A little-known classic TV landmark is about to be lost in Colorado

A miniature "Walk of Fame" is under threat in downtown Denver.

Peter Greenwood

In the 1960s, the local television station in Denver, Colorado, thought it would be fun to create its own Hollywood Walk of Fame a mile high in the Rockies. KBTV was the second television station to sign on in the city, moving its headquarters to a former car dealership at 1089 Bannock Street. The station was an affiliate of both DuMont and ABC in its earliest days. (It now goes by the call letters KUSA.) However, as DuMont was not long for the world, it became an ABC station in the '60s.

During that time, stars from the network would visit the studio on Bannock Street. So, when a celebrity popped in, KBTV would pour a wet slab of colored concrete to make a pressing of the actor's hands, feet and signature. The slabs were placed on the sidewalk around the building, much like the famous Grauman's Chinese Theatre in Los Angeles. However, these were charmingly a little more adolescent looking.

Everyone from Linda Evans of The Big Valley to Bill Bixby of The Courtship of Eddie's Father pressed their flesh into the wet cement. Other celebs on the sidewalk included Chuck Connors and Jackie "Uncle Fester" Coogan.

The imprints in concrete are not long for this world. Sadly, these little slabs of history are likely to be lost to a wrecking ball.

The building's most recent resident was Rocky Mountain PBS. The public broadcasting station is moving into a sleek new building in the Arapahoe Square neighborhood. In 2015, RMPBS applied for a “certificate of non-historic status” with the city of Denver, which would “allow a demolition application to be processed without further review by Landmark Preservation for a period of five years.”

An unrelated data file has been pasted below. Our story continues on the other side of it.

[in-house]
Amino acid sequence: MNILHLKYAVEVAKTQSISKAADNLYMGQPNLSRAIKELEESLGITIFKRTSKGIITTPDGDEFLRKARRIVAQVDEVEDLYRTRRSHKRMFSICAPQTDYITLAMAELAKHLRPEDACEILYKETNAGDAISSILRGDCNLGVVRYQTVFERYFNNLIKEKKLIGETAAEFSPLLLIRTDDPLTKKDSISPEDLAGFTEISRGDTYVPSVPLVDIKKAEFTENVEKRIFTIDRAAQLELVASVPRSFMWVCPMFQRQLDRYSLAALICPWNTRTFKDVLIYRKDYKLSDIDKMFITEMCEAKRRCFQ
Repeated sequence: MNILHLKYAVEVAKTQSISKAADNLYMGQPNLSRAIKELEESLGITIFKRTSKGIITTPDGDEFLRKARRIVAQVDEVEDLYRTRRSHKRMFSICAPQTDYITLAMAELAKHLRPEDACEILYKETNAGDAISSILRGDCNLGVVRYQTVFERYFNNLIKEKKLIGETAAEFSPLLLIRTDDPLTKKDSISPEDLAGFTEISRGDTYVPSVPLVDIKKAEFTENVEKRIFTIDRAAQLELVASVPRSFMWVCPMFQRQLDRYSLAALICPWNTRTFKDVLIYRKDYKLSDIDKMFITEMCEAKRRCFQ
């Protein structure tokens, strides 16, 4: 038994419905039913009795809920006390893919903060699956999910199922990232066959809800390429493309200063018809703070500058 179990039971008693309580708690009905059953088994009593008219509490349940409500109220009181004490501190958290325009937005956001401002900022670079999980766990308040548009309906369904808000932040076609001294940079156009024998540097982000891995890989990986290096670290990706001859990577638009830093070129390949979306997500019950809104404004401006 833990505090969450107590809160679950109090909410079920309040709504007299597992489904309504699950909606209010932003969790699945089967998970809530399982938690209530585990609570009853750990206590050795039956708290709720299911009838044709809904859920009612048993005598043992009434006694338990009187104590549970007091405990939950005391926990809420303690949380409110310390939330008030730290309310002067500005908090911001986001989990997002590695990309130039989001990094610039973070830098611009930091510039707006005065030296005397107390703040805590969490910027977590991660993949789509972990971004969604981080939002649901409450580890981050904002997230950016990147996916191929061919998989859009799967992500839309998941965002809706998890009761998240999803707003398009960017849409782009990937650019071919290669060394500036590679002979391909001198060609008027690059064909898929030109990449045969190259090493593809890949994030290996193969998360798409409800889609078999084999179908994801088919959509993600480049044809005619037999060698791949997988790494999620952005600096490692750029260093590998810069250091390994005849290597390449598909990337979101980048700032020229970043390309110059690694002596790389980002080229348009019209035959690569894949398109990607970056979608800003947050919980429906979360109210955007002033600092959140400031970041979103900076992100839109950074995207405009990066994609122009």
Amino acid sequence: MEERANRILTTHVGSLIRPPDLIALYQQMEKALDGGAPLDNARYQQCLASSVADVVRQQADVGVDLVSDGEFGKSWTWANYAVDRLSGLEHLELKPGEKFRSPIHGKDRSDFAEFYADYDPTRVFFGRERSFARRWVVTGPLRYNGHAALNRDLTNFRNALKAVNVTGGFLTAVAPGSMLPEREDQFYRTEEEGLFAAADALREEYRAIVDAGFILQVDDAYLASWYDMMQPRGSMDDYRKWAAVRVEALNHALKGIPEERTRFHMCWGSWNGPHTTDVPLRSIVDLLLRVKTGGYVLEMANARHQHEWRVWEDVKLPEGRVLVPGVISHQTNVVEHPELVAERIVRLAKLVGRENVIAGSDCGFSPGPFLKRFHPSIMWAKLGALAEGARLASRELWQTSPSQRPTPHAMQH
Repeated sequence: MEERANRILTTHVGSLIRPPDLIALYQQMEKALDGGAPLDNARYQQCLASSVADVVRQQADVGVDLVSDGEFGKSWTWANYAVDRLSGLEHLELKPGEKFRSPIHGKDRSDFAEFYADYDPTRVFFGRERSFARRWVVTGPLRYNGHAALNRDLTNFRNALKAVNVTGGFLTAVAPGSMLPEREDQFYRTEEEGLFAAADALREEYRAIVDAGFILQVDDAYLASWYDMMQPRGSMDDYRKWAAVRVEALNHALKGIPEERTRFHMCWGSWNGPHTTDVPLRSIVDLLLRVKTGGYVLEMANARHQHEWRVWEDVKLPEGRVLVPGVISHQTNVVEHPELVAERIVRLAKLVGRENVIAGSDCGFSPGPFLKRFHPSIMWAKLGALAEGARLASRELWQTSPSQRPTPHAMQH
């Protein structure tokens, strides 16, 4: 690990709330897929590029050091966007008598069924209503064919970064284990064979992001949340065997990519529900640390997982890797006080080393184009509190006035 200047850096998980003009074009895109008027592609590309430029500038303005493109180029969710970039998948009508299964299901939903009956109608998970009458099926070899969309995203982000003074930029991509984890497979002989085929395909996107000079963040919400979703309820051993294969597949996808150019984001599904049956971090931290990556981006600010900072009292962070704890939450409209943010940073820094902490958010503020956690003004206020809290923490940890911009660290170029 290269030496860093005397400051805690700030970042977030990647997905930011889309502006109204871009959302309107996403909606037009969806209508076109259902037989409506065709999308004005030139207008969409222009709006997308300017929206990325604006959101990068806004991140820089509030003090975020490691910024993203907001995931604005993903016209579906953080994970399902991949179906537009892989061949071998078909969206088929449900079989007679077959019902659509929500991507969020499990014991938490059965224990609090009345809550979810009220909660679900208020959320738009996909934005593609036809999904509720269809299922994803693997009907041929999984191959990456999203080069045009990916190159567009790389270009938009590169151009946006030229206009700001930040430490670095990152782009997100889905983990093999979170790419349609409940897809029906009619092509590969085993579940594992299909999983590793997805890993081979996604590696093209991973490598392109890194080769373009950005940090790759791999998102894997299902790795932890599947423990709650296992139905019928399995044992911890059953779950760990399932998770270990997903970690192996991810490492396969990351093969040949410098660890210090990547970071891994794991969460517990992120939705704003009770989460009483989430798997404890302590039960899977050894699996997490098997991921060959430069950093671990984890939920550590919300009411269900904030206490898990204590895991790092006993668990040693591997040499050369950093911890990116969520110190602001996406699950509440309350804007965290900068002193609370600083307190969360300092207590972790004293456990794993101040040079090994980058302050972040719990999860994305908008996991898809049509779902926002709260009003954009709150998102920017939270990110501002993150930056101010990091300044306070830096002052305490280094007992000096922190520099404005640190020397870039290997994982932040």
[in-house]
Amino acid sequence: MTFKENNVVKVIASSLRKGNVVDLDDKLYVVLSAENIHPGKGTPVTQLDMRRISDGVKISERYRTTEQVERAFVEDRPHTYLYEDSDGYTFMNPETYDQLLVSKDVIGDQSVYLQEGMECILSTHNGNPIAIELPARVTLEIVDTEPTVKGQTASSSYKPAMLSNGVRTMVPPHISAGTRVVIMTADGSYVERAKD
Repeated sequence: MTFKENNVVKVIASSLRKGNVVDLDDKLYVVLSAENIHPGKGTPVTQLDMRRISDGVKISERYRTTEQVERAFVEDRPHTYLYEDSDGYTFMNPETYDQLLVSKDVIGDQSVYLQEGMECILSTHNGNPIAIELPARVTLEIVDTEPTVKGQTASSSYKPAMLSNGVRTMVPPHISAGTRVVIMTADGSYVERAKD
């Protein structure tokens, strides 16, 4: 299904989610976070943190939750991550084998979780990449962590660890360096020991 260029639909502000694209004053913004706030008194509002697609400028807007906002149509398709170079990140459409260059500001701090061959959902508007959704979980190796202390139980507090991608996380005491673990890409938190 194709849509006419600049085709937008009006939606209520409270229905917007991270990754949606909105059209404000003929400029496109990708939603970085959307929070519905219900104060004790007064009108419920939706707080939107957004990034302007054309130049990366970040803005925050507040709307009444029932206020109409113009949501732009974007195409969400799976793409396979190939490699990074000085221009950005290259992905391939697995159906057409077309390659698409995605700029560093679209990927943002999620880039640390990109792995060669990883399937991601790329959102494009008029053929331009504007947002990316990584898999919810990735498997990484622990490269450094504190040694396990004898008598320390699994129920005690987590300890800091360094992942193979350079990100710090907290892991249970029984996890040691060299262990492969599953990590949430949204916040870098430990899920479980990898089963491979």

Unfortunately, the celebrity imprints have not been maintained through the years, so several slabs have rotted away with time and the Rocky Mountain elements.

Some, like The Rebel star Nick Adams' imprint, have began to crack with age.

For this writer's part, I have contacted the powers that be to try and save this classic collection. So far, no luck. For some, it is far too late.

So, enjoy this rarely seen part of television's past before it makes way for progress — and a new building to take its place. Check out some of the imprints below.

William Frawley of I Love Lucy and My Three Sons

Image: Peter Greenwood

Jack Kelly of Maverick

Image: Peter Greenwood

Nick Adams of The Rebel

Image: Peter Greenwood

John Ericson of Honey West

Image: Peter Greenwood

Jackie Coogan of The Addams Family

Image: Peter Greenwood

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RonaldBax 48 months ago
This story makes me think of something similar at the old Westminster Plaza Shopping Center at 74th and Federal. During the 1980s, long after the shopping center’s 60s and 70s heyday, a Peaches record store moved into one of the center’s spaces. Outside the Peaches store, in the concrete, were the hand- and footprints and signatures of all sorts of 80s pop stars. The only one I remember is Eddie Money, but there were many others. In the late 90s (I think) the shopping center was razed and the entire corner redeveloped. Not a word was ever said about the celebrities in concrete—I don’t think anyone ever thought about it—and all that history was destroyed. Sad, just like this story is sad.
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